UNCG’s North Carolina Network for Safe Communities (NCNSC) has partnered with John Jay College and the High Point Police Department (HPPD) in the recently launched National Intimate Partner Violence Intervention Initiative (NIPVII), a program which, in June, received a $1.6 million grant from the Department of Justice’s Office on Violence Against Women (OVW). The grant was awarded to replicate a strategy originally implemented in High Point, NC and replicated in Lexington, NC, to combat intimate partner domestic violence (IPDV).
For five years Dr. Stacy Sechrist and Mr. John Weil, of the NCNSC under the UNCG Office of Research and Economic Development and Vice Chancellor of Research and Economic Development, Dr. Terri Shelton, have worked with the High Point Police Department, the High Point Community Against Violence (HPCAV), the National Network for Safe Communities, and other partners to develop, implement, and evaluate the “Offender Focused Domestic Violence Initiative” (OFDVI), as it is called in High Point, and the replication of the strategy in Lexington, NC, which was funded by a grant from the Community Oriented Policing Services (COPS) Office). At five years in action, the High Point OFDVI initiative has been extremely successful, and has gained national attention. It has also been implemented in other cities and counties throughout North Carolina. IPDV-related victim injuries and calls have declined in both High Point and Lexington since the implementation.
The “focused deterrence” model was originally developed by David Kennedy at the John Jay College of Criminal Justice, and was first used to reduce gun and street gang violence in Boston. The model has since been adapted and applied to reduce violence associated with various crime dynamics, including chronic violent offenders, gang or group-related violence, violence associated with open air drug markets and now to intimate partner domestic violence.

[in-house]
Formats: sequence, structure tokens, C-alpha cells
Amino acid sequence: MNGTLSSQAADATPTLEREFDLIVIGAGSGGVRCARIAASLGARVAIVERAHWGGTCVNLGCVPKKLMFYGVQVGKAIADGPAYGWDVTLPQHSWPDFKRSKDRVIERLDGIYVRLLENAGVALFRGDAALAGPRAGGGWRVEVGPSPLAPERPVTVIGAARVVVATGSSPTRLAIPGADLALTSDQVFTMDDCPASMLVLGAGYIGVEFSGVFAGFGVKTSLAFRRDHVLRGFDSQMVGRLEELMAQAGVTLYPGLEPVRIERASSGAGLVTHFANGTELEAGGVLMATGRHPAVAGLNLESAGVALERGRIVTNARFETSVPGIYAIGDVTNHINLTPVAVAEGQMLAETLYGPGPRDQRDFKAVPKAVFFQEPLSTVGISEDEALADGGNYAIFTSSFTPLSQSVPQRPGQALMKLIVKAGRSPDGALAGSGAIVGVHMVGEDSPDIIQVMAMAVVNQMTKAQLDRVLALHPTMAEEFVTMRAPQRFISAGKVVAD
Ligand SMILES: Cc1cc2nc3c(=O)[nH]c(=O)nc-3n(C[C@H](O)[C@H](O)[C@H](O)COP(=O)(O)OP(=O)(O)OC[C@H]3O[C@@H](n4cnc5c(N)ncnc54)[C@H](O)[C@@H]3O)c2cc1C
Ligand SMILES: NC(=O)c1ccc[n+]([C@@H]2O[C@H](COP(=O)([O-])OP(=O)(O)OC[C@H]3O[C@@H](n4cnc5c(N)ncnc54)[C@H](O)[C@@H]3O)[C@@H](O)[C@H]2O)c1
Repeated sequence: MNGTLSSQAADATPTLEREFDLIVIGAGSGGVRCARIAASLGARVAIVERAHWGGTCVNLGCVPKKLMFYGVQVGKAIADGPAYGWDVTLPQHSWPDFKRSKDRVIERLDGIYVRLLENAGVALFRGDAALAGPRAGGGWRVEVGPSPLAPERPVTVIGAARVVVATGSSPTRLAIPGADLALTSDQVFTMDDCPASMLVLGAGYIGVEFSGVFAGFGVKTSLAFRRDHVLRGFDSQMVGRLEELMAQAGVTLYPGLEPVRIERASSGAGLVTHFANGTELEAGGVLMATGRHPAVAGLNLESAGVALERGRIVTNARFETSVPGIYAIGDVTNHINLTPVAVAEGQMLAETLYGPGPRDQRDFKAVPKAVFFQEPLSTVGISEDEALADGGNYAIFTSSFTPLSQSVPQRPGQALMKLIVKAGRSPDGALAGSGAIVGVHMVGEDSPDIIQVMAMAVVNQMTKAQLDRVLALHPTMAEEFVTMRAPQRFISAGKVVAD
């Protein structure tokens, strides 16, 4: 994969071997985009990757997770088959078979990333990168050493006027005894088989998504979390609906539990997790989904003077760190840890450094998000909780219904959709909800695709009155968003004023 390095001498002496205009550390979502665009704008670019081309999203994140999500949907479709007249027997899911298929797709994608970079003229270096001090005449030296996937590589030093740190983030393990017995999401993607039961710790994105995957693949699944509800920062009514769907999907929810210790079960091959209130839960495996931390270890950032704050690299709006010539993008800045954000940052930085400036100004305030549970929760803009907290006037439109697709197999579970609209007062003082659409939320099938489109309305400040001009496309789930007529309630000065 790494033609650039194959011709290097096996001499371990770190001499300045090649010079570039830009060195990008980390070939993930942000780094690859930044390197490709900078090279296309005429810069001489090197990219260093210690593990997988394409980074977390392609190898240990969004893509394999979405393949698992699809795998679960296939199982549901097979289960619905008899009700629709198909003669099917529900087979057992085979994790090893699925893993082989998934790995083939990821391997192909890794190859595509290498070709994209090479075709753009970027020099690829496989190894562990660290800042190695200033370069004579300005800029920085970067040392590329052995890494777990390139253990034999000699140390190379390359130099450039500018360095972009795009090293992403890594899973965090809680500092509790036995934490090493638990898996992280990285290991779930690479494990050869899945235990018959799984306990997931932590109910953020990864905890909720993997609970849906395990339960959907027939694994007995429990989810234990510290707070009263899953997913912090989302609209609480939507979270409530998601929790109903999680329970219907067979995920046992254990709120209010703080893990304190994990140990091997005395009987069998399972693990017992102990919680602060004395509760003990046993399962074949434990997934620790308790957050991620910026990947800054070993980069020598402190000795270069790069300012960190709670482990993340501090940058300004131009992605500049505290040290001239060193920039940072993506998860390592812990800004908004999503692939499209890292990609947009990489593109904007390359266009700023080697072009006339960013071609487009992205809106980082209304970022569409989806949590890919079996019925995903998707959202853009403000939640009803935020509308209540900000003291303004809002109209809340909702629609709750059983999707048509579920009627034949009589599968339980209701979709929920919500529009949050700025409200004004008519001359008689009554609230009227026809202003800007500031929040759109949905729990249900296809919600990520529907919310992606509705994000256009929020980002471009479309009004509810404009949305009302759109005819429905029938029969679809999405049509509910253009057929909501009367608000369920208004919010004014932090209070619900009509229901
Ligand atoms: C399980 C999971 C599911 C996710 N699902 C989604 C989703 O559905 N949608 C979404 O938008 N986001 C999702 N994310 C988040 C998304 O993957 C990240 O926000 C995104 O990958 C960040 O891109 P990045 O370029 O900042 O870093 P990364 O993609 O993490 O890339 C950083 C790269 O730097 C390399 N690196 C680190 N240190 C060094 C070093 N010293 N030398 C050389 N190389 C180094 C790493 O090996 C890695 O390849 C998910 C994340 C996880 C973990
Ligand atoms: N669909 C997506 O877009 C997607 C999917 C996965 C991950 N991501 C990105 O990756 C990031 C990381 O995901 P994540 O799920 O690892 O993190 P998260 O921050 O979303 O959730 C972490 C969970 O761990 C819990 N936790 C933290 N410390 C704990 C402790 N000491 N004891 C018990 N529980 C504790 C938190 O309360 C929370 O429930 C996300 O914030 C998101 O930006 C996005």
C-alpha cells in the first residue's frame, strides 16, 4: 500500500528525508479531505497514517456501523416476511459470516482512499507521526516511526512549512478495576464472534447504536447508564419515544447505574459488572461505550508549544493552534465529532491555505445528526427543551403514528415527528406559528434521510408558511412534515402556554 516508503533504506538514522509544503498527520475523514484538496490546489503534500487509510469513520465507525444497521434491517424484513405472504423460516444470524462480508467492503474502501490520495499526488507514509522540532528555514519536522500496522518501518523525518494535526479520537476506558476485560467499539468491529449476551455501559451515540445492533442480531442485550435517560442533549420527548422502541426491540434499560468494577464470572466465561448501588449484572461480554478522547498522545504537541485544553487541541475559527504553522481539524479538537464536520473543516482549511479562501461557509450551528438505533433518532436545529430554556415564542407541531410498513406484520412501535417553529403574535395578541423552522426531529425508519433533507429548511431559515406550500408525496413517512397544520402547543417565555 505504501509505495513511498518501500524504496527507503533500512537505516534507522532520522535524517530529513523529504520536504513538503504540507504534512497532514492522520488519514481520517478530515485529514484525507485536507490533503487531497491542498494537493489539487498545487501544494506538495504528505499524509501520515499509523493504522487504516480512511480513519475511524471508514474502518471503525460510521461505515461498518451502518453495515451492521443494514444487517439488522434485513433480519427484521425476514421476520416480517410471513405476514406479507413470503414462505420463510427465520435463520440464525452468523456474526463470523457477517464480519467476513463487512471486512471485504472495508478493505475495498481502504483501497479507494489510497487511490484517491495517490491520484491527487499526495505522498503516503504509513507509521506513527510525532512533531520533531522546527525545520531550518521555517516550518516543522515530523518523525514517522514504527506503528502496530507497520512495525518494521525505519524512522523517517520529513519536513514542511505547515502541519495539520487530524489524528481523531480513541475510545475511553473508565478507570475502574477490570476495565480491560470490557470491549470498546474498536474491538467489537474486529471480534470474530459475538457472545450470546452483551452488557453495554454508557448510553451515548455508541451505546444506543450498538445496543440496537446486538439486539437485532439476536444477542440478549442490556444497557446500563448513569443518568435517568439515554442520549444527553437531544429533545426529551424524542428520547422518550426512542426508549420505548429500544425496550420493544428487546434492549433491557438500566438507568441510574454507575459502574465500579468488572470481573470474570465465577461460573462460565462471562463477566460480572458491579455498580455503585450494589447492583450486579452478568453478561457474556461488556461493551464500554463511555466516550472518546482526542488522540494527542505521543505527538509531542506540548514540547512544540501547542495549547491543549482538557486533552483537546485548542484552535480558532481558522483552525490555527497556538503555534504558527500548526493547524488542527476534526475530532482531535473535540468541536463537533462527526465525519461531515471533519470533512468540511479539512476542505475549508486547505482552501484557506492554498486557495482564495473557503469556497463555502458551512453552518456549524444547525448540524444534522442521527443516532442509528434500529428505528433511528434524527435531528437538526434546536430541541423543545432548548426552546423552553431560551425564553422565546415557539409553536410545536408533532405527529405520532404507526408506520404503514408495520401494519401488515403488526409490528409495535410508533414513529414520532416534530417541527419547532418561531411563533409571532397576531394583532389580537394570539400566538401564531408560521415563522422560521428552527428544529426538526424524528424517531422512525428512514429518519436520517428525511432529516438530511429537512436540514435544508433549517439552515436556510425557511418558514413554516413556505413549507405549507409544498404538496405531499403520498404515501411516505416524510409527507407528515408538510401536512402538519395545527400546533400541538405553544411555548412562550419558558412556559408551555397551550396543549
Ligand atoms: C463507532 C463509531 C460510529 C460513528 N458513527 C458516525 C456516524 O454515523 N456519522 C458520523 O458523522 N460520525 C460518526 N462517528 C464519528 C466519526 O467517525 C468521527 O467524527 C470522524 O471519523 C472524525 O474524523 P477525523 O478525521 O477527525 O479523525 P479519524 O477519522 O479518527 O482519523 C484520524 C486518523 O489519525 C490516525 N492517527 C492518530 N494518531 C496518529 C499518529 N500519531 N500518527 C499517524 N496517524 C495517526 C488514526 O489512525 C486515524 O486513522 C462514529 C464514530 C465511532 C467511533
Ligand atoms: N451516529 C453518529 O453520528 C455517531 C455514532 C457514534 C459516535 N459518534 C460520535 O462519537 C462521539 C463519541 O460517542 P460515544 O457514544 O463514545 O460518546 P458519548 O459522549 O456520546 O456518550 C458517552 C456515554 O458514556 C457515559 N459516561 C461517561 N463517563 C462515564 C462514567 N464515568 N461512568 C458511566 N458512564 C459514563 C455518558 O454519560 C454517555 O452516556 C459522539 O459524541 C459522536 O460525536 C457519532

The OFDVI strategy relies heavily on participation from the community, building accountability, transparency and trust to ensure a swift response toward IPDV offenders. Information concerning IPDV offenses is closely tracked, and offenders are classified specifically in order to deliver clear and effective deterrence messages. Assistance services to enact positive life changes, such as educational opportunities, substance abuse treatment, mental health treatment and community resource access, have also been made more available to improve victim and offender outcomes. The strategy also seeks to avoid re-victimization through identifying and resolving systematic barriers in the judicial process.
The National Network of Safe Communities (NNSC) will continue its work in partnership with police, prosecutors, probation and parole officers, victims’ advocates, social service providers, and community members to protect and support victims in each of the selected cities, and UNCG will assist in its implementation and assessment.
By Susan Kirby-Smith